When your financial status changes, your credit score does too, so knowing what variables and kinds of accounts influence your credit score will give you the chance to enhance it over time.
Top 5 Factors That May Hurt Your Credit Score
Here are the most common denominators impacting your credit score:
Payment history is one of your credit score’s most crucial aspects—even a 30-day non-payment or missed payment could have an adverse effect.
Lending institutions want to make sure you’re going to pay back your debt and on time when they’re considering you for a new loan.
How you use your Credit
Your credit usage ratio is calculated by separating your current total rotating credit by the sum of all of your rotating credit limits. This ratio examines how much of your accessible credit you use and can provide a glimpse of how dependent you are on non-money resources.
High use of credit can be a red flag for lenders as it shows that you depend too much on credit.
Previous Loan Inquiries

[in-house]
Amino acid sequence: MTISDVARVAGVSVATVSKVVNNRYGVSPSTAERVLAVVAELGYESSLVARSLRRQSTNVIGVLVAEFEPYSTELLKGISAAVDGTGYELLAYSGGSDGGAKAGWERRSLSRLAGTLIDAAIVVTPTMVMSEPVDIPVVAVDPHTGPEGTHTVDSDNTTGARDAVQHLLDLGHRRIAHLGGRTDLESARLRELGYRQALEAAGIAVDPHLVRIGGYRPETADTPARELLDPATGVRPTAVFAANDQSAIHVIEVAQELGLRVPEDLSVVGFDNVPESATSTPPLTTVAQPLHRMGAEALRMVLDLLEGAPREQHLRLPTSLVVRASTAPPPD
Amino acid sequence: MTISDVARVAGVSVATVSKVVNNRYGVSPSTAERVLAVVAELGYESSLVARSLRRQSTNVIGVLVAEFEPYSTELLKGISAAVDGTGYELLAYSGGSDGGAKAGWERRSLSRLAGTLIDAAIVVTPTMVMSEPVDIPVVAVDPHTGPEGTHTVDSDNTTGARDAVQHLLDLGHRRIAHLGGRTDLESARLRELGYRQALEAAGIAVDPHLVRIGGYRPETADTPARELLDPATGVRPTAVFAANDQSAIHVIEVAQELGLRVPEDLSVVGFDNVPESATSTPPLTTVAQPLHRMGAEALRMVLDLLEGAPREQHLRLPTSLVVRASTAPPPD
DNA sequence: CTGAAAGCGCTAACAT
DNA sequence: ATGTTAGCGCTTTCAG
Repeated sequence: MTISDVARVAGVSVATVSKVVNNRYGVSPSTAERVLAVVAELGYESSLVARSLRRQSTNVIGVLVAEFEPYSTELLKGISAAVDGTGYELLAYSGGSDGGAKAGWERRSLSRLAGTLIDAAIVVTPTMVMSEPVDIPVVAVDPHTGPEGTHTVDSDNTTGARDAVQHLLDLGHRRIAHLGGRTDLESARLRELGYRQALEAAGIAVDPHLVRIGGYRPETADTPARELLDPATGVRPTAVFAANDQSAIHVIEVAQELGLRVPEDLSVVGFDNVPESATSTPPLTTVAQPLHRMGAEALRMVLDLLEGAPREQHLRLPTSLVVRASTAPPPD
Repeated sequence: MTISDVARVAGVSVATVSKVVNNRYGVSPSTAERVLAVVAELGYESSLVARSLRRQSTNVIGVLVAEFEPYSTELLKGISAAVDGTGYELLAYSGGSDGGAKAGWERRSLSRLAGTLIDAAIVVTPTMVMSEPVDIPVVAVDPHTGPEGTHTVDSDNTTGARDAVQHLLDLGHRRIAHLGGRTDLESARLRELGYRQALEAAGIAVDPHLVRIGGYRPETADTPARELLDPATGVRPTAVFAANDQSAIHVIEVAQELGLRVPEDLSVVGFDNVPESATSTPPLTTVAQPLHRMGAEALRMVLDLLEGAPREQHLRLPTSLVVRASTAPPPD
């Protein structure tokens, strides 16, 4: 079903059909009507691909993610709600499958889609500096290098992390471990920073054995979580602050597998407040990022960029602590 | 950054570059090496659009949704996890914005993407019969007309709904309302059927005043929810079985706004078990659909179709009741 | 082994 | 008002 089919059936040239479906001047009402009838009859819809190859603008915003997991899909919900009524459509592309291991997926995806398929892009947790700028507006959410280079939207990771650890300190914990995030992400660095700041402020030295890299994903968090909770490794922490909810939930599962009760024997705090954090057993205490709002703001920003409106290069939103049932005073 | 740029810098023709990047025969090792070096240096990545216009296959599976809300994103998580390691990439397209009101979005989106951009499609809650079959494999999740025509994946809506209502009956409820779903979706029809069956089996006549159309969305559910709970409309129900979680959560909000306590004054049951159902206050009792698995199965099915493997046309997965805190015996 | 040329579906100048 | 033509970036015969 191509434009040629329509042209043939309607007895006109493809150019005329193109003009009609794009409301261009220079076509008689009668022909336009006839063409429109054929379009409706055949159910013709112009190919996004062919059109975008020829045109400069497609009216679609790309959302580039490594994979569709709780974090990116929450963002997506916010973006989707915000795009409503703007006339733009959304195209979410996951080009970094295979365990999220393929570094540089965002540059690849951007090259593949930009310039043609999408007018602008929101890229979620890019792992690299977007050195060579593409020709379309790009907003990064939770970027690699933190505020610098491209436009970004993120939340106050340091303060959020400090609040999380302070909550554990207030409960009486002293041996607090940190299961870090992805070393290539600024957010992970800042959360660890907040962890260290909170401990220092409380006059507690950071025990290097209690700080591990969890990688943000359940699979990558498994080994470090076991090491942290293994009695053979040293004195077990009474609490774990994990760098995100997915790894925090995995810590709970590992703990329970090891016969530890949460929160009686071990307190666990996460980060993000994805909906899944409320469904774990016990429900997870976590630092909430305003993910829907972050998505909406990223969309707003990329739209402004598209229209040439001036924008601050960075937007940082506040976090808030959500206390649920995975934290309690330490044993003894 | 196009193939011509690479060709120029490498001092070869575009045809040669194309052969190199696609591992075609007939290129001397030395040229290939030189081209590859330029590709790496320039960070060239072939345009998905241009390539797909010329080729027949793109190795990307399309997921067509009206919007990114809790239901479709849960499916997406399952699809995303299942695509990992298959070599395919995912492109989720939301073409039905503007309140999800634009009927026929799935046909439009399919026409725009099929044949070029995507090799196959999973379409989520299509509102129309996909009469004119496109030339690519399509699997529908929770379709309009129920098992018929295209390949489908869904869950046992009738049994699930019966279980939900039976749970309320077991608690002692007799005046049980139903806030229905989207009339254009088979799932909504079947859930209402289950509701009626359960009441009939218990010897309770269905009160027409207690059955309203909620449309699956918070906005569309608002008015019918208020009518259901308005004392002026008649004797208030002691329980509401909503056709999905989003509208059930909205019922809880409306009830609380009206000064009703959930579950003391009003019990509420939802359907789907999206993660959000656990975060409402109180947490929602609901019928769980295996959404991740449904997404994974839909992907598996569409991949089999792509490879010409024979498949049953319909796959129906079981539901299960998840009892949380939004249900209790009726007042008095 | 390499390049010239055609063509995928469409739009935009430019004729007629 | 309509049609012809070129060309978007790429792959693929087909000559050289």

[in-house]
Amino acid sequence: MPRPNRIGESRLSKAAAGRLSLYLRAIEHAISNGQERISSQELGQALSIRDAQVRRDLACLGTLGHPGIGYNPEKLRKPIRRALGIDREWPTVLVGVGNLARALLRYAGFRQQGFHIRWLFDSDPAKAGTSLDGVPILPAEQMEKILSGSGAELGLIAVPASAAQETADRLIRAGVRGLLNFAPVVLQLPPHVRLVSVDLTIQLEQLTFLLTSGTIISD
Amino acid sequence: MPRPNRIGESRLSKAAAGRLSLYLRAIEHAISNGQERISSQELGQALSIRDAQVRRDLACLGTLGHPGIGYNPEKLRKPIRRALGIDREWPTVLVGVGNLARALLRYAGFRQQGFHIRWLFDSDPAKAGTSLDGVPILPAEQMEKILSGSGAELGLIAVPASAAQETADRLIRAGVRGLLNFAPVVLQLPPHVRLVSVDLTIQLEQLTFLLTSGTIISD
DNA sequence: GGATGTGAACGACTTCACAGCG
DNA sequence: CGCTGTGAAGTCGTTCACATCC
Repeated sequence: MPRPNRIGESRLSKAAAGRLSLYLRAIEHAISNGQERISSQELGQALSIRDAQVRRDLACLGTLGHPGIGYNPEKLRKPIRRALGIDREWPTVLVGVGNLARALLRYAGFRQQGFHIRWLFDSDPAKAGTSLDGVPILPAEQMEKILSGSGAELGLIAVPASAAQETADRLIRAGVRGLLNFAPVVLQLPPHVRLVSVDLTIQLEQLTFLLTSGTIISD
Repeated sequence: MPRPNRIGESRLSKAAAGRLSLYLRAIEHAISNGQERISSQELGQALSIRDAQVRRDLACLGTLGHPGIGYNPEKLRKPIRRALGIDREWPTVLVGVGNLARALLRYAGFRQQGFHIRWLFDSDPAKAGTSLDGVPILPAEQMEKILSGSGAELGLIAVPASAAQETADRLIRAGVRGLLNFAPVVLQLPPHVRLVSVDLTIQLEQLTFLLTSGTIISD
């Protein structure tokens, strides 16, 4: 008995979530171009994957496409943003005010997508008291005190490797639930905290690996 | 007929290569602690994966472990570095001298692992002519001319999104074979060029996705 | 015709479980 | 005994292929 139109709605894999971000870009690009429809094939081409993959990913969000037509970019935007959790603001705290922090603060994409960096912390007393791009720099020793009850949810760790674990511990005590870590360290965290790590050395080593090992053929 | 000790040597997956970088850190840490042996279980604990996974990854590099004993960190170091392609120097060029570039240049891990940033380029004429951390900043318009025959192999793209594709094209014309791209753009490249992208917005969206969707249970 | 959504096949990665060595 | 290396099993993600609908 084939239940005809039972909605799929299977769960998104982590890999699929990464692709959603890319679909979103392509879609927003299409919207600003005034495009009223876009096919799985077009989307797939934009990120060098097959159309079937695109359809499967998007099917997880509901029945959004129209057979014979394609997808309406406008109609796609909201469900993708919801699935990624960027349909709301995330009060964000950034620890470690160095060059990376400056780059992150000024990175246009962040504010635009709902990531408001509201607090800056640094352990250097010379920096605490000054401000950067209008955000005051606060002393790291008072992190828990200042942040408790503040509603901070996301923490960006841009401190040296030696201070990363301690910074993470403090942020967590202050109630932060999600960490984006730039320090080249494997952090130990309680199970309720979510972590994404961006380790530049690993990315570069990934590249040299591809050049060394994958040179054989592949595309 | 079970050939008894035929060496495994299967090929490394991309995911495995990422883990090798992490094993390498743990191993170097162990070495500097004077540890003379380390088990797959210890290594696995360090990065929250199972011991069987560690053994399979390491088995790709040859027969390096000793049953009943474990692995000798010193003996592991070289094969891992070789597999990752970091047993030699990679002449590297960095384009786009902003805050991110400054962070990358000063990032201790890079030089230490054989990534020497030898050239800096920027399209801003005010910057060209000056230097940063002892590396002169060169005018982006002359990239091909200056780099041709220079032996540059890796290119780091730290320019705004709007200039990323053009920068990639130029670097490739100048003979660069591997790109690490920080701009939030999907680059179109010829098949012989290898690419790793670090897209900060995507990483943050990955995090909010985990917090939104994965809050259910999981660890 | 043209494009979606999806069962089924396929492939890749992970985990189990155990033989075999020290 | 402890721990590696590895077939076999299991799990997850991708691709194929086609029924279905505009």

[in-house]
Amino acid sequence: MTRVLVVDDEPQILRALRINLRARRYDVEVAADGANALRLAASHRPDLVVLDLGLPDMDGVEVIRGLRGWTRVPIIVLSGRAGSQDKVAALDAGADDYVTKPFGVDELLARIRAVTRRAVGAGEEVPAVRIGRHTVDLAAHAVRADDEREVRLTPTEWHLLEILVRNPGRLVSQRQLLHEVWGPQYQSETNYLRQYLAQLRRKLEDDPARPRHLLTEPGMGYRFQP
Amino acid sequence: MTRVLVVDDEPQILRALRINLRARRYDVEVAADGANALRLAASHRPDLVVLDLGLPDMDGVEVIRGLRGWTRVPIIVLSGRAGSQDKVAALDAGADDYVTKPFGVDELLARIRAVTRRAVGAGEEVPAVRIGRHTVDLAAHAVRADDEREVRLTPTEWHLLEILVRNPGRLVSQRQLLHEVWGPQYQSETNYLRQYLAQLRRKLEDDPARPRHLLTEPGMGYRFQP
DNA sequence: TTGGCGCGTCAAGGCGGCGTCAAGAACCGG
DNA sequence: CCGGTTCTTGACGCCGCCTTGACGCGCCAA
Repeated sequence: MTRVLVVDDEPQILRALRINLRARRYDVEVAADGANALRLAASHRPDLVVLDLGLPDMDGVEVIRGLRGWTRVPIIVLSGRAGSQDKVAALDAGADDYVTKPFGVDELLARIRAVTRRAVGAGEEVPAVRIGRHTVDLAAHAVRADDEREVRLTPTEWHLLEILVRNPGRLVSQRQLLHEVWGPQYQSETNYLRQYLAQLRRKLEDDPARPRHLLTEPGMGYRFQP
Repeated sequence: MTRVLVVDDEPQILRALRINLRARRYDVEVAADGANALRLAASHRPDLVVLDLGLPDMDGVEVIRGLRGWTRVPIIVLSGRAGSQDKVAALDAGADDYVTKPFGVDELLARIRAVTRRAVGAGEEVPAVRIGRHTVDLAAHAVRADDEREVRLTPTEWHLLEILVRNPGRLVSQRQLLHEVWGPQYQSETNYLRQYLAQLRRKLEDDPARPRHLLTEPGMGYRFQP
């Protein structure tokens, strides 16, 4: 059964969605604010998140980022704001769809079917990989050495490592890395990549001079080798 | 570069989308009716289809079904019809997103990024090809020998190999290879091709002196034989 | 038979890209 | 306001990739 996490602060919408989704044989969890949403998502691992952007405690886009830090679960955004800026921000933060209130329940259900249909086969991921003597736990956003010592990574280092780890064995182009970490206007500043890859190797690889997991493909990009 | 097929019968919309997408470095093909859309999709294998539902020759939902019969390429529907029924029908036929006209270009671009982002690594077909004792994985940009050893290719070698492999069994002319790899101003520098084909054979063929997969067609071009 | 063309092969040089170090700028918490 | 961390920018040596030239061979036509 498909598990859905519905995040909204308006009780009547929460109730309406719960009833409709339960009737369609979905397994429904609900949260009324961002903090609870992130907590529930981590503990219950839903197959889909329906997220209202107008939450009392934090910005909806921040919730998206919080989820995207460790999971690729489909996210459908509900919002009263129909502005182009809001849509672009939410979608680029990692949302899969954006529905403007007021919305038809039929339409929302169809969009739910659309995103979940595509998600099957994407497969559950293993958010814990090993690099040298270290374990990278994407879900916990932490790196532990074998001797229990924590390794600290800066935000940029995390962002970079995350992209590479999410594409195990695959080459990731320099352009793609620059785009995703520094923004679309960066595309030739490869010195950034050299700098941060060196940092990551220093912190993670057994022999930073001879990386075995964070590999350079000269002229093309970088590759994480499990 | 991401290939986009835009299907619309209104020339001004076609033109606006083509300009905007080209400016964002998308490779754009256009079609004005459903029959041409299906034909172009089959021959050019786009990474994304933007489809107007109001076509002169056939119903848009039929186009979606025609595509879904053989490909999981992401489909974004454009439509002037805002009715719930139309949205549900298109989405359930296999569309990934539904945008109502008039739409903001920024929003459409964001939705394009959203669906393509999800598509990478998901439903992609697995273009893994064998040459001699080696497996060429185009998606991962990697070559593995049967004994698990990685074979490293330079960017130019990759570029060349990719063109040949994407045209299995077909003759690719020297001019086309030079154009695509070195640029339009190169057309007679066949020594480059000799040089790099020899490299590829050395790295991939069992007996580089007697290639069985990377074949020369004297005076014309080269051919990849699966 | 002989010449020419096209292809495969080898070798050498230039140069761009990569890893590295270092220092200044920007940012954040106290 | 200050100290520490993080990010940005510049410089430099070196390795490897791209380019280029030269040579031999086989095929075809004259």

Every time a lender asks for your credit report as part of their decision-making process, hard inquiries are registered in your loan file. Hard inquiries stay for up to two years in your loan file and may have a detrimental effect on your credit scores in some situations.
Loan institutions look at how many hard inquiries you have to gauge how much new credit you are asking. In a short time, too many loan inquiries can indicate that you are in a poor economic situation or that you are being refused new credit.
Your Other Credit Accounts
Individuals with top credit ratings often have a varied loan account portfolio. Models of credit scoring consider the types of accounts you have and how many of them. This credit mix is used by lenders to know previous debt experiences and how you managed them.
The impact on your credit score of negative information relies on your general credit profile and what sort of record it is.
Delayed or missed payments, collection accounts, foreclosures, and charging-offs are all instances of negative information that may appear in your loan file. For years, even up to a decade, each of these can seriously harm your credit score.
These data usually remain in your file for at least six years, so if possible, it is best to prevent any adverse infringement.